Cabrillo to host Celebration of Life for iconic football coach Joe Marvin – Santa Cruz Sentinel

Cherished stories, jokes and “Marvinisms” will be told and relished as a limited crowd celebrates the life of iconic football coach Joe Marvin at the Sesnon House at Cabrillo College on Saturday afternoon. Libations will be raised in his honor long into the night, several invitees promised.

Marvin, inducted into Cabrillo’s Athletic Hall of Fame on Jan. 23, 2016, had an impact on players and coaches throughout the greater Bay Area. He died on Feb. 23 at the age of 93.

“He was a legend and he should be known that way,” said Bill Garrison, a former coach at Aptos High and Cabrillo.

Marvin had success at every level he coached. His Seahawks produced a collective 75-22-5 record and won four Coast Conference championships. He was voted CCCAA State Coach of the Year in 1979, after his team finished 11-1 with a loss to Taft in the state playoffs. The contest against Taft is said to have drawn the second largest crowd in Carl Conelly Stadium history, second only to a Willie Nelson concert.

Joe Marvin, who served as head football coach at Sequoia High in Redwood City from 1958-63 and Cabrillo College from 1974-83. (Contributed)

Blessed with a football mind, an eye for detail and the ability to educate and motivate, Marvin and his staff did their best to have the players prepared. He made things fun, too. He always phrases that left his players in stitches: “The guy is lost in high weeds,” “He’s standing around like an iron deer on the front lawn,” and “Move around, you’re killing the grass” were among the doozies .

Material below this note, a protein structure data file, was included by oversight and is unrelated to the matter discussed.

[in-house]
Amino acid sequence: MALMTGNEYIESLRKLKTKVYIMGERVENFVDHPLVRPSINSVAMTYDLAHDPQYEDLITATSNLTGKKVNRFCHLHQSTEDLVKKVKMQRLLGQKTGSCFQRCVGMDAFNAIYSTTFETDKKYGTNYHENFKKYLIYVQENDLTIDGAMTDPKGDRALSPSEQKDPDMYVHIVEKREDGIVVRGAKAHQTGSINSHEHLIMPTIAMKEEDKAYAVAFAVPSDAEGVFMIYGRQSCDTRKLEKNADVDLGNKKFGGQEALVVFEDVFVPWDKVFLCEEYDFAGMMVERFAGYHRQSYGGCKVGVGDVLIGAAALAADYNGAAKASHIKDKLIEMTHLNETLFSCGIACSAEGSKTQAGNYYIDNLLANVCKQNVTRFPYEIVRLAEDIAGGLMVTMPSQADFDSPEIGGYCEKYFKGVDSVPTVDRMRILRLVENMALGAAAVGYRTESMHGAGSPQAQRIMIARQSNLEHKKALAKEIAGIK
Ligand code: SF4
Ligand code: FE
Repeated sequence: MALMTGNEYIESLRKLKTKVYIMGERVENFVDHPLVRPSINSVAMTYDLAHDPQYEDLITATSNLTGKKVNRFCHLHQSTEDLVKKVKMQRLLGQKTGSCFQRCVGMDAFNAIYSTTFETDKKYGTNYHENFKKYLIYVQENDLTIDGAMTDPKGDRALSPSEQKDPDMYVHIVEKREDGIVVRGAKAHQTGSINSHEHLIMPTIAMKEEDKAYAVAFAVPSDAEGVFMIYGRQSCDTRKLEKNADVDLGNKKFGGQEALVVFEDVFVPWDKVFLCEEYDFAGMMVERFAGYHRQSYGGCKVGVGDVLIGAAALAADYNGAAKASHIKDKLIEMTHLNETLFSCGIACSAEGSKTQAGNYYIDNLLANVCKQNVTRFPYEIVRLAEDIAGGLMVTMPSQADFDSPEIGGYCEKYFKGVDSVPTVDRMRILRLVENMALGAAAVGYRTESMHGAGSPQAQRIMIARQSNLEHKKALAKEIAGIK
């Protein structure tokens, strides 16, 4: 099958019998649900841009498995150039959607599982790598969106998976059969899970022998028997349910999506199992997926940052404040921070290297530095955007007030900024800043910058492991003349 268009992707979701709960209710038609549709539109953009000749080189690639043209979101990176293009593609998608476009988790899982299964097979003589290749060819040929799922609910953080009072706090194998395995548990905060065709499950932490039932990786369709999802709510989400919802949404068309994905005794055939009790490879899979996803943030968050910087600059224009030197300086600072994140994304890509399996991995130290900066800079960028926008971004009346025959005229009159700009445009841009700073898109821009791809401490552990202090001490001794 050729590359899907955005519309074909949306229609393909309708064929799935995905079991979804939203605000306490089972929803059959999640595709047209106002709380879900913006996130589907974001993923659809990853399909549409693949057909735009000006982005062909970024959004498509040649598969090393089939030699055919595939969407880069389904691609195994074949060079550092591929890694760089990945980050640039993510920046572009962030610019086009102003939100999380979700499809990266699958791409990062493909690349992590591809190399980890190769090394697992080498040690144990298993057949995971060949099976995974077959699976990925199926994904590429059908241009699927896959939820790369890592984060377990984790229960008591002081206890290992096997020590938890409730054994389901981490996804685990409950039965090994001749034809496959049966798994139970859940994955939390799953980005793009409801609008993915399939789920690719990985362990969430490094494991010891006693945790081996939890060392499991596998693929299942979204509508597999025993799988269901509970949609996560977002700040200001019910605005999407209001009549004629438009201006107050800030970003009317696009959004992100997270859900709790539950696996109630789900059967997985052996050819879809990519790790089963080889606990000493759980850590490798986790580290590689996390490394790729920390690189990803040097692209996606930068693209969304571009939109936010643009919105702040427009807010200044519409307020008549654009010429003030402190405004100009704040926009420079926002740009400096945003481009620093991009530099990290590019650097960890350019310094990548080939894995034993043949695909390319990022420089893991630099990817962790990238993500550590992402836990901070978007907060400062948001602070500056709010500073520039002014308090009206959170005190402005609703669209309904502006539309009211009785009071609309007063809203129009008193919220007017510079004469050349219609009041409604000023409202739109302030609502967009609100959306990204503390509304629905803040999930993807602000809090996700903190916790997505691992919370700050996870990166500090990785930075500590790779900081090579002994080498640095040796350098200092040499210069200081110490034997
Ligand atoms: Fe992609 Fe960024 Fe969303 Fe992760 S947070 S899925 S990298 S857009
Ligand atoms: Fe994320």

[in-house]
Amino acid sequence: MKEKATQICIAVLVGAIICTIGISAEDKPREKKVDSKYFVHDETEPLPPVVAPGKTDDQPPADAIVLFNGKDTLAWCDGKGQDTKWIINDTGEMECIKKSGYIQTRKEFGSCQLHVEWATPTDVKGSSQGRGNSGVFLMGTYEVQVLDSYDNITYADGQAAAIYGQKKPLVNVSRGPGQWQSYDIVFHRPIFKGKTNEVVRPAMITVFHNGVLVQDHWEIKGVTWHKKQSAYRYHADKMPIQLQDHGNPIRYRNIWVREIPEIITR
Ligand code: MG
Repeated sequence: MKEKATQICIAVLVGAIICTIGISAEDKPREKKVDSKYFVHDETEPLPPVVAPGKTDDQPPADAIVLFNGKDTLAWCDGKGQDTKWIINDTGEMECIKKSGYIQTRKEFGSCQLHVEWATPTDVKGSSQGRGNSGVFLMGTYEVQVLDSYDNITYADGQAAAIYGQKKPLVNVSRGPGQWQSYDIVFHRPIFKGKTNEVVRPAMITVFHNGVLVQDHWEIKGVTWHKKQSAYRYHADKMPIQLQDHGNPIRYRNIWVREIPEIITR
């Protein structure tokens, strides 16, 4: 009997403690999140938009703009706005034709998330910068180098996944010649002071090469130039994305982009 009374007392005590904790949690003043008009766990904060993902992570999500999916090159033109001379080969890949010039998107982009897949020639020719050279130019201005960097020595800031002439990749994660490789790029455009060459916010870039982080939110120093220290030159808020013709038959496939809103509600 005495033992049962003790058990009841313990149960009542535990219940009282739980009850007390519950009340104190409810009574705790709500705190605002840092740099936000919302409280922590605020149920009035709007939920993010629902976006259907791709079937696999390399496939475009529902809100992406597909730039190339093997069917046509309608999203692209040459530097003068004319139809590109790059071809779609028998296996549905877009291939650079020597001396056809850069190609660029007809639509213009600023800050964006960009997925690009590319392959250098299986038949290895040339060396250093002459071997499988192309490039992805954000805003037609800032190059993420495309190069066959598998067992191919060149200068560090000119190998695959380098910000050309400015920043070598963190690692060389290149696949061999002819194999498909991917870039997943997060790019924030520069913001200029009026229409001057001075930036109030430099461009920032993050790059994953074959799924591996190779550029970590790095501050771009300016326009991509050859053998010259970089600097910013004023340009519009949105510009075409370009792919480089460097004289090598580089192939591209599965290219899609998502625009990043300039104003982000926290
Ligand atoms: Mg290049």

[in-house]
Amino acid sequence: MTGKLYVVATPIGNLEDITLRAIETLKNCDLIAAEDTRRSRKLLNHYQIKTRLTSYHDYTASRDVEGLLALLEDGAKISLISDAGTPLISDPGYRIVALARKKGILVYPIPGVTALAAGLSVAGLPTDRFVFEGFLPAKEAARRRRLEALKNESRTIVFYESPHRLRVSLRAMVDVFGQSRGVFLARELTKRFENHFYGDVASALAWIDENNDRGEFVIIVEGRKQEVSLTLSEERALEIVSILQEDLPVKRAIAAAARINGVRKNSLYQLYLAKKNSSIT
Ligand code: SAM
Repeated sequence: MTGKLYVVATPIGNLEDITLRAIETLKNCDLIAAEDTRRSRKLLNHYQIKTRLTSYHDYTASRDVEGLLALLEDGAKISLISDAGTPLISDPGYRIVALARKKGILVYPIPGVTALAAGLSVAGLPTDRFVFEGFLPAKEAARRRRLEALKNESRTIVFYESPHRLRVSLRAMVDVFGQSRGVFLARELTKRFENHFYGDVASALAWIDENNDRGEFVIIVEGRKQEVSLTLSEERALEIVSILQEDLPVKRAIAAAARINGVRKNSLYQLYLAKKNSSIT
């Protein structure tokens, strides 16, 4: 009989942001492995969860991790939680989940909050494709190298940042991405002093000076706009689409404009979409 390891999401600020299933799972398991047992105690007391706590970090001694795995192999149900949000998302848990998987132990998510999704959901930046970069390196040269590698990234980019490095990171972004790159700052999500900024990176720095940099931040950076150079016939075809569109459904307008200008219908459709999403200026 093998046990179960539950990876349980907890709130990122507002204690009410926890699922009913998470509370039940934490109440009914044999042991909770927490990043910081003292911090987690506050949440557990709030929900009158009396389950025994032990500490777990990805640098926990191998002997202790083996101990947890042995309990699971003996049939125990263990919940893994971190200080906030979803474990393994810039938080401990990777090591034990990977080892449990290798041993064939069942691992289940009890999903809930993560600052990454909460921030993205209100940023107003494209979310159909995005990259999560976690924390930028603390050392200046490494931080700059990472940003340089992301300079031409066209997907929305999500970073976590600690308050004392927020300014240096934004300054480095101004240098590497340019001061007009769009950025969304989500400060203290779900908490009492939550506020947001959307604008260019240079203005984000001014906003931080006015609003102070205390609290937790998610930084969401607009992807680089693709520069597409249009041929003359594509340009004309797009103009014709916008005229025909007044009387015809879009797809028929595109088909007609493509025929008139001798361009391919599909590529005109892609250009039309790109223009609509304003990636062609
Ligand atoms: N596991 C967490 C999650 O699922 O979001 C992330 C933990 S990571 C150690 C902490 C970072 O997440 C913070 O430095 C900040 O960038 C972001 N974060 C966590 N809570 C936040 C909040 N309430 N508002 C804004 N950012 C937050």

He also had a revered “10 Football Commandments” that his players recited before each game and lived by on the field. One of the commandments, “Press the kicking game, for it is here the breaks are made,” became his signature phrase. He continued to use it long after he retired from coaching in ’89.

Retirement didn’t keep him away from the football field, nor did it slow him down. Vacations included cross-country road trips in a motor home with his wife of 70 years, Lila Jean. The destinations were often college football game featuring teams from Power Five conferences.

“Not too many wives would do that,” said longtime friend Bob Mazzuca, who coached against Marvin at the high school and college levels. “But she knew that was his passion.”

“He could talk football, any time, all day,” Mazzuca added.

Marvin had many passions, outside of making an impact on young men’s lives. He loved jazz – he met his wife Lila Jean at a jazz club in Hollywood and they were married in Santa Barbara 1951 – and they attended concerts and festivals in Sacramento, on the Santa Cruz Wharf and in Monterey. He also enjoyed hiking in the Sierra Nevada mountains every summer.

“Obviously, it was a well-lived life,” said Soquel Athletics Director Stu Walters, who played quarterback for Cabrillo in 1977-78. “I cherish the memories I have with him.”

Cabrillo College coach Joe Marvin's
Cabrillo College coach Joe Marvin’s “10 Football Commandments.” (Contributed)